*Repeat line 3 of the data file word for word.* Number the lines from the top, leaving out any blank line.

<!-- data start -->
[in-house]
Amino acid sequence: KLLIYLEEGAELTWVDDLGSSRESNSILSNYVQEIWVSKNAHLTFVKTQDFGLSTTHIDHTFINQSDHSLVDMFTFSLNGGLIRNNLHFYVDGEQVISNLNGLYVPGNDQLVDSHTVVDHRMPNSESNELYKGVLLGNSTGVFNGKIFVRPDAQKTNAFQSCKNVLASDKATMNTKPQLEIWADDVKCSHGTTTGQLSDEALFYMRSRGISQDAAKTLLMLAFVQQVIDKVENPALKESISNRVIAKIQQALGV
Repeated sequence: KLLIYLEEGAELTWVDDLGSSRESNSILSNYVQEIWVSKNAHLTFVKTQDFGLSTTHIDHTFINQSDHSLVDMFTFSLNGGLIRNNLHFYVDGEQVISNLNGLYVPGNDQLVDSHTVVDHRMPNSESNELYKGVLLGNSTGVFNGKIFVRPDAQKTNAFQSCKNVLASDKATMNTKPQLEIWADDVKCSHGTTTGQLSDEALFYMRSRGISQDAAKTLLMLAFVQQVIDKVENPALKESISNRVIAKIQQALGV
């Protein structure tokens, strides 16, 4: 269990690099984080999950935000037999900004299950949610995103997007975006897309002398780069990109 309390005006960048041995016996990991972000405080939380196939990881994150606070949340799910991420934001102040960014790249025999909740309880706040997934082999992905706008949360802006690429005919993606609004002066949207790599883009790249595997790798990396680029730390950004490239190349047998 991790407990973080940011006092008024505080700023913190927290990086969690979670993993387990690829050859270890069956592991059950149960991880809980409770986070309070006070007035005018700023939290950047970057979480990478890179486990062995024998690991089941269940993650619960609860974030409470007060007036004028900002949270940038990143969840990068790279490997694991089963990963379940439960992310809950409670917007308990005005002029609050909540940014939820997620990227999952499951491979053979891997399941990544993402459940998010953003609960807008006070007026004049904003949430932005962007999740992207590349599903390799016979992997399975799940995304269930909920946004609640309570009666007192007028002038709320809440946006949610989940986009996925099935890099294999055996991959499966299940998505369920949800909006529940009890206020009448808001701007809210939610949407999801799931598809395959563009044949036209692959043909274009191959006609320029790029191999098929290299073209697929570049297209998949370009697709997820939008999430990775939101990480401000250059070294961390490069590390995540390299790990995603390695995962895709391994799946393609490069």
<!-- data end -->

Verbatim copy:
Repeated sequence: KLLIYLEEGAELTWVDDLGSSRESNSILSNYVQEIWVSKNAHLTFVKTQDFGLSTTHIDHTFINQSDHSLVDMFTFSLNGGLIRNNLHFYVDGEQVISNLNGLYVPGNDQLVDSHTVVDHRMPNSESNELYKGVLLGNSTGVFNGKIFVRPDAQKTNAFQSCKNVLASDKATMNTKPQLEIWADDVKCSHGTTTGQLSDEALFYMRSRGISQDAAKTLLMLAFVQQVIDKVENPALKESISNRVIAKIQQALGV